FORBES

Reimagining the public's intake of news to better integrate into our fast-paced and personalized lives.

Role: UI/UX Designer

Duration: 12 weeks

Client: Forbes

Prompt

According to internal Forbes analytics, 70 million of their users only read one article every month. They came to us asking us to reimagine an experience that drives new users and promotes increased return visits. We had 12 weeks.

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Interviews

To get a better sense of how users consume other sources of media and what keeps them coming back, I began by surveying 40 people. Here are some of the most influential questions.

"I often sign up for new services or subscriptions because..."

29 People - I am interested in the content.

17 People - I want to obtain something in return.

14 People - I was recommended by a friend.

"How often do you share interesting content with others?"

20 People - Occasionally

17 People - Often

Survey Painpoint

Most people also brought up a fear of social ridicule that comes along with social media on social platforms. Users express fear of tarnishing their public image, negative comments, etc.

Social Media

Once the sharing was brought to my attention, I did a bit of research on what makes social media so addictive. Overall, I found users are attracted to the feelings of validation and interconnectivity to a wide audience. According to a psychological principle called The Reciprocity Effect, users feel obligated to give back to people that have given to them, even in small ways. This is part of what makes social media so addictive.

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Solution

From this, my initial solution was to create specialized communities where users can share Forbes content and achieve a sense of interconnectivity without the fear of social ridicule.

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Wireframes

My initial wireframes explored how new users would enter the Forbes site, how to direct them to the communities, and how the communities would function.

At this point, however, I was faced with a few questions:

Who makes the communities?

How might one eliminate cyber-bullies, and ensure the facilitation of a positive digital environment?

How is this different from curating articles for a user based on topics?

So I decided to adapt my direction.

 

 


 

Competitive Analysis

I began by doing a competitive analysis of other companies, services, and products that utilize communities succesfully.

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Sephora utilizes a group homepage to allow the user to browse the wide variety. They also have discussion functionality within the communities, and tags for trending topics to allow for quick browsing.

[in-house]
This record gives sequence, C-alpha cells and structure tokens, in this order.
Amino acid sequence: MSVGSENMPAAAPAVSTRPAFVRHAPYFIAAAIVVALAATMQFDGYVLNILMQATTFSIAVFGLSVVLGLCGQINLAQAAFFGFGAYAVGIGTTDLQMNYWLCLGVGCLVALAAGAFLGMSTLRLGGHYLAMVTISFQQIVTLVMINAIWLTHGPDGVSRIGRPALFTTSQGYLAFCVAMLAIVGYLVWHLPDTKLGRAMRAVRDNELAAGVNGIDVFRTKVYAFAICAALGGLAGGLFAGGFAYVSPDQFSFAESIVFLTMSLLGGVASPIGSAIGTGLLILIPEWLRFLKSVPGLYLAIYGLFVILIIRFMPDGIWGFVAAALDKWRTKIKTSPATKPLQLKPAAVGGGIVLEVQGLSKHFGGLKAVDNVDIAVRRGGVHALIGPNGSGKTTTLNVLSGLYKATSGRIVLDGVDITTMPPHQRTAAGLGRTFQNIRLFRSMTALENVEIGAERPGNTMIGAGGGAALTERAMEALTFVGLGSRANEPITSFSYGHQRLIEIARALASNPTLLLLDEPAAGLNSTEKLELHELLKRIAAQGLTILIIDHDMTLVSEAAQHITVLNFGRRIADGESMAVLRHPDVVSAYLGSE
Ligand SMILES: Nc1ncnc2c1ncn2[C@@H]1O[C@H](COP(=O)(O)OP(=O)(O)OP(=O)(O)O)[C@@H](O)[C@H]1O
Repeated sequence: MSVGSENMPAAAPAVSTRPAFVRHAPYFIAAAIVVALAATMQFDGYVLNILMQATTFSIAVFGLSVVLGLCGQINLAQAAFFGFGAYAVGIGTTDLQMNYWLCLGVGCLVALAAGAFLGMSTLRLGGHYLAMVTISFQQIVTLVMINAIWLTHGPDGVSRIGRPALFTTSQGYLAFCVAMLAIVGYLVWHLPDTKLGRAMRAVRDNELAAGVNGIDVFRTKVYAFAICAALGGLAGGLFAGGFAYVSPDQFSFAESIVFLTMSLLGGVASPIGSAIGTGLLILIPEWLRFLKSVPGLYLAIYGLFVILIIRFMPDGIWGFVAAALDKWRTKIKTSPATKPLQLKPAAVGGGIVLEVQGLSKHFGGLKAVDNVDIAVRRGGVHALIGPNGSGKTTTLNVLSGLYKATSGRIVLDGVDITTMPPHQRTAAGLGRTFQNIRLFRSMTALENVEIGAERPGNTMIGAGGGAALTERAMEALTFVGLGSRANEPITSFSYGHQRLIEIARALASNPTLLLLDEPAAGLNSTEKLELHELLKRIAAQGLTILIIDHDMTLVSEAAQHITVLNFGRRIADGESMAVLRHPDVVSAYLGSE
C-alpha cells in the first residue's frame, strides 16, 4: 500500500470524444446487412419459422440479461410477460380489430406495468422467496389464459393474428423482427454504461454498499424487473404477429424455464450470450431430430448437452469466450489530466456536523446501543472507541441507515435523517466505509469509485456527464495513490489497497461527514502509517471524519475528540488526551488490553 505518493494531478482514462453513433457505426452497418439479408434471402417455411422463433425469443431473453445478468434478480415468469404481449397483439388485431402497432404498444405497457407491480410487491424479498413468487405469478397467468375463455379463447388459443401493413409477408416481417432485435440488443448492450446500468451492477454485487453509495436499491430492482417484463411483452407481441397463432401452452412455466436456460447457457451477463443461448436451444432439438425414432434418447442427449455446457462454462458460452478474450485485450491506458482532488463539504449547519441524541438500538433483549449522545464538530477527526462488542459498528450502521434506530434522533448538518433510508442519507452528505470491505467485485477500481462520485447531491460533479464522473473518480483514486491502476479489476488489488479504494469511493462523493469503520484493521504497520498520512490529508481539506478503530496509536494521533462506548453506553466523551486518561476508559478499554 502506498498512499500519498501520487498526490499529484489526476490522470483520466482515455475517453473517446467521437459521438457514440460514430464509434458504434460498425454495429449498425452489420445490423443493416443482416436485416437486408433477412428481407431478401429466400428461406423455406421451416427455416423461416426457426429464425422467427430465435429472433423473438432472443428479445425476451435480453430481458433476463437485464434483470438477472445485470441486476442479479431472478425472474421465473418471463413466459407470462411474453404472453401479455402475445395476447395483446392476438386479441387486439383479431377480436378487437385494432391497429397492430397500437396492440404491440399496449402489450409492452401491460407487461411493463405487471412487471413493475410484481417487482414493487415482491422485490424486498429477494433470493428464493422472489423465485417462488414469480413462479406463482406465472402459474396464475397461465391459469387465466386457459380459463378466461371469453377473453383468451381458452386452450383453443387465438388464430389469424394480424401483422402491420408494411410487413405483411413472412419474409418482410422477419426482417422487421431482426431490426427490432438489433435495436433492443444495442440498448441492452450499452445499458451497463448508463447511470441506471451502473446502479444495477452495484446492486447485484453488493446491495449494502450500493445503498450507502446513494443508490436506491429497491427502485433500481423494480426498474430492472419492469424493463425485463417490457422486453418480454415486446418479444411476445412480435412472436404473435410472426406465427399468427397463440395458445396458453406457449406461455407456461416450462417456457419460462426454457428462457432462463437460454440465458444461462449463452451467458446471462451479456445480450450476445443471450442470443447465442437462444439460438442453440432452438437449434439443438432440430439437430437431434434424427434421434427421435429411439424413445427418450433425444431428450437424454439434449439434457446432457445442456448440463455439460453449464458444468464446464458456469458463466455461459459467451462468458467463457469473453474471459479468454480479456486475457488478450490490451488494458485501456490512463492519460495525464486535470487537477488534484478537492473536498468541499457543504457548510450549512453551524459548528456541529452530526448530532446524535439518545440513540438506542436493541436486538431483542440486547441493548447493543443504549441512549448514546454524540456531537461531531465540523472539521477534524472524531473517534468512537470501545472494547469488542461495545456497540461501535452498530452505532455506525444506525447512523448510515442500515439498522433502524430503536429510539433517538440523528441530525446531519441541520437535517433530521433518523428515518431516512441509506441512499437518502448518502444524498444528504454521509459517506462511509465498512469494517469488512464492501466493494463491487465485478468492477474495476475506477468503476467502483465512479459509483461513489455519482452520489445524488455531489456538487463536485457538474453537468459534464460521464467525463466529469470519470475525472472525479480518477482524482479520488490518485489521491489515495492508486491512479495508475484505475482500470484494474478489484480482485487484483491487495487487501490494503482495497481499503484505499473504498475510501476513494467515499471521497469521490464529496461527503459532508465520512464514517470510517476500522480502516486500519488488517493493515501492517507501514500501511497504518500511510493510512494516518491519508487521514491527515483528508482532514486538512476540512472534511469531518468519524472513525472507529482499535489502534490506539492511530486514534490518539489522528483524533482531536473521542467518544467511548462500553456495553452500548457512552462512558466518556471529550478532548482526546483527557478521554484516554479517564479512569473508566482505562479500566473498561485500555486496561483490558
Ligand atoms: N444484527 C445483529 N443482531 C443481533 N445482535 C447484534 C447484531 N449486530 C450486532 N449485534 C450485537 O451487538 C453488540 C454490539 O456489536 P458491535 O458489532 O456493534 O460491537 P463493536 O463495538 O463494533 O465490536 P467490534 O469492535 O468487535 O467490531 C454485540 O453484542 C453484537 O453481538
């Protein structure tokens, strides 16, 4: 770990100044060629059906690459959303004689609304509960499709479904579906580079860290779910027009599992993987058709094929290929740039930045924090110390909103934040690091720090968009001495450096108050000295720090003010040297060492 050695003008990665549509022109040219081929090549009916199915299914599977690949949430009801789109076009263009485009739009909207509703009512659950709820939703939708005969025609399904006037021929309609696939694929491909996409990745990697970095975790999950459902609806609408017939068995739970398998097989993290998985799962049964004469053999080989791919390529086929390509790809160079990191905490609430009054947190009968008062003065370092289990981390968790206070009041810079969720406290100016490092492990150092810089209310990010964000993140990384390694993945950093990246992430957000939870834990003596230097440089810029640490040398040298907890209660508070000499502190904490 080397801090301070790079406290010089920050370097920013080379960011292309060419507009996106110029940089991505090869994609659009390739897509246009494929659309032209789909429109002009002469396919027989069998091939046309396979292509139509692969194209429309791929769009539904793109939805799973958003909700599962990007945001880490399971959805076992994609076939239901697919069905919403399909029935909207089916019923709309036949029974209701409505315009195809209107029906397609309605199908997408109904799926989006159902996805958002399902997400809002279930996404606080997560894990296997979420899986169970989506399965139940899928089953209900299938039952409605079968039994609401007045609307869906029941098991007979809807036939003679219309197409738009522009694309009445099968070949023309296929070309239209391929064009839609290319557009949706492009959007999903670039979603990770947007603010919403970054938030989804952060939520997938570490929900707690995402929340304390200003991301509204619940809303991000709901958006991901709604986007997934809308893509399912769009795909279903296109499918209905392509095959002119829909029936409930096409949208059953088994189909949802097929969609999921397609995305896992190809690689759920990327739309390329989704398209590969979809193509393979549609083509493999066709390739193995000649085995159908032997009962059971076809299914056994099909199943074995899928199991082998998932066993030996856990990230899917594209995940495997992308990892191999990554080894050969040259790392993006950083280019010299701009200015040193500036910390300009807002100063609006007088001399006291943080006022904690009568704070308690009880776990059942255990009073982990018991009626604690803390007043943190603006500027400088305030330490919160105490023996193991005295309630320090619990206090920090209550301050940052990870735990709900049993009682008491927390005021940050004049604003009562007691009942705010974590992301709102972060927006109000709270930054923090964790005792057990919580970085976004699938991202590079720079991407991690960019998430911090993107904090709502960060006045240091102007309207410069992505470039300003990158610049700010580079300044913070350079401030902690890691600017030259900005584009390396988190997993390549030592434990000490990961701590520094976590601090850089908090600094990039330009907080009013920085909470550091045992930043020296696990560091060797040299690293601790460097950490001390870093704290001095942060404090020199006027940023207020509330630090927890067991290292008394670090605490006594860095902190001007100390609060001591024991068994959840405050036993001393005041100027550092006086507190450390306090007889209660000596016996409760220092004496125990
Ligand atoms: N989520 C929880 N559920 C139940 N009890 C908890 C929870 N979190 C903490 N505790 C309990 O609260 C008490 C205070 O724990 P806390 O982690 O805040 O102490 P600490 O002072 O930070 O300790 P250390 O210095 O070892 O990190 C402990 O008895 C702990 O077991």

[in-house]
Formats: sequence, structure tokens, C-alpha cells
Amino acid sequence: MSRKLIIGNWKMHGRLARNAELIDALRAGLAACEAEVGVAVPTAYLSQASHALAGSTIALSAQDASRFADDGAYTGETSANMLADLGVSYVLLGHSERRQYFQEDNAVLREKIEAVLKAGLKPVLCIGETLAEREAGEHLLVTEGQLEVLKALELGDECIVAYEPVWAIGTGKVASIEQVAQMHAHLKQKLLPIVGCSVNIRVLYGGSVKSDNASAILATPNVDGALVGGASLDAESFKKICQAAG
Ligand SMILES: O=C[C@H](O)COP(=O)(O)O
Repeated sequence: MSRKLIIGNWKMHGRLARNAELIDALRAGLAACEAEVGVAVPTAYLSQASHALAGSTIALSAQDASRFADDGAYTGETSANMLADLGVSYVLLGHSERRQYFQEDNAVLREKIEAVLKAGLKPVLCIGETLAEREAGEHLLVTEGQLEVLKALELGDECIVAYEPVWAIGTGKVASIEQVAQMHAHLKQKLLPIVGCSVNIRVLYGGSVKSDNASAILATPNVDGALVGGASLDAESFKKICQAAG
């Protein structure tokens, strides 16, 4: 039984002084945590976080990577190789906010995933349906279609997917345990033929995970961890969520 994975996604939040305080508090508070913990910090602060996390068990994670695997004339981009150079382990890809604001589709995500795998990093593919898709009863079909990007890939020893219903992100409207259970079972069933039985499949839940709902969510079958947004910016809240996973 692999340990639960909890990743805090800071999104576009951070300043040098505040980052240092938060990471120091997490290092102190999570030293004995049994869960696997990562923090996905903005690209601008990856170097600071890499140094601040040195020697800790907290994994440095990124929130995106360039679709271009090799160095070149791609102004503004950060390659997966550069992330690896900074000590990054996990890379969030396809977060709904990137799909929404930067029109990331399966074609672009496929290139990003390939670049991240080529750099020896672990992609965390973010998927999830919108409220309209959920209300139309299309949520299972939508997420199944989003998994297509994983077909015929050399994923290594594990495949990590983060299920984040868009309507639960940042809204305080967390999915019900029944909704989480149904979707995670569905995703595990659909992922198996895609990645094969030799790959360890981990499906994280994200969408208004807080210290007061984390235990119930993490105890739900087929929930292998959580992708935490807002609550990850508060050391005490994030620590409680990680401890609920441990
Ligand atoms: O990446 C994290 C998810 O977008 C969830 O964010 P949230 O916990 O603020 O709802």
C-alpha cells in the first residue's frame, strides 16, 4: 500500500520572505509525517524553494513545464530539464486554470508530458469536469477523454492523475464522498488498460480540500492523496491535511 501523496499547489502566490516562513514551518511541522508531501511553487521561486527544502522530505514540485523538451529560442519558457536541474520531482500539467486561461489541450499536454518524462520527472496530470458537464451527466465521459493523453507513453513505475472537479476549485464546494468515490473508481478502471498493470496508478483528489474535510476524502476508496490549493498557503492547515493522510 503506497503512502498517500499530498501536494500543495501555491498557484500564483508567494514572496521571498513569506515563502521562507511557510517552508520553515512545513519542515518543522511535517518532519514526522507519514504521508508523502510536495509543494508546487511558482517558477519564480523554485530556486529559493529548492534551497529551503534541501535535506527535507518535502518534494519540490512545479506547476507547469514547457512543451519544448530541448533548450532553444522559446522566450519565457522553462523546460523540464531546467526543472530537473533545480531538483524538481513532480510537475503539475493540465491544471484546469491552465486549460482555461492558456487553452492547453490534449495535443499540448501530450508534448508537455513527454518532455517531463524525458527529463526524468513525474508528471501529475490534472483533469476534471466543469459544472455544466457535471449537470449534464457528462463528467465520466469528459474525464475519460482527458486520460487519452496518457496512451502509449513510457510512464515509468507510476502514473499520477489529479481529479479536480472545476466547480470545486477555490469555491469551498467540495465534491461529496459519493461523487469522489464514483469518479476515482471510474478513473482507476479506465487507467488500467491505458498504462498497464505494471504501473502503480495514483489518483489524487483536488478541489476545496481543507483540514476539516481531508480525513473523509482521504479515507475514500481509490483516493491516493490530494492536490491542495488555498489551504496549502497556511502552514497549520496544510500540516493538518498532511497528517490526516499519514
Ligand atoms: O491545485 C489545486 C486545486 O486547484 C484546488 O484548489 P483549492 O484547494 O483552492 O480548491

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InVision is a closed group to maintain a level of professionalism, but makes a point to show the outside community who the members are for transparency.

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Dribbble utilizes a meetup homepage to promote a sense of community that extends past just the browser. They have a preview of upcoming meetups to peak interest and encourage participation.

Brand tone

I also returned to the original survey that Forbes provided to us during the project brief. I discovered that there was a polarizing image associated with the brand itself.  

Positive Words

The common positive words used to describe the brand were “professional, informative, mature, and reliable”.

Negative Words

The common negative words used to describe the brand were
“stuffy, pretentious, elitist, and overwhelming”.

A New Solution

I took this second research phase as a chance to redefine my problem.

Problem Statement:
How might we make Forbes more welcoming and engaging to users, without losing the brand’s reliability?

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Visual Keywords

Friendly, Approachable, Collaborative

Final Solution

Navigation

Restructuring the header allows for a more streamlined navigation system highlighting the unique components of Forbes, and more intuitive integration of Forbes Communities. Allowing for an expandable menu utilizes progressive disclosure. This eliminates overwhelming content.

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New Users

Allowing users to see the members in the community as well as recent posts eliminates the illusion of pretentious content. Limiting access to only preview mode creates incentive for new users to sign up. Requiring admin approval keeps the level of professionalism that the Forbes brand carries.

Active Users

Active users get full access to the Community. They can create their own content, interact with top posts, preview their last read, and see any recent activity in the group.

Following Members

To promote repeated community engagement*, full members have the ability to follow other members and be notified when they post. Hovering over a profile will display the member’s information.

*This ties back to the Reciprocity Effect from social media engagement. One follow incentivizes a follow back, and so on.

Beyond the Browser

Communities are all about bringing people together. Promoting Forbes events, creating group meet-ups, and allowing for an easy RSVP process means extending the professional relations beyond what’s on the screen. One-click RSVP helps facilitate easier meetups and events.

New User Flow

Community Details

Take Aways

This project was a fun challenge full of many pivotal moments that forced me really consider how relationships and user engagement are fostered in a digital world.

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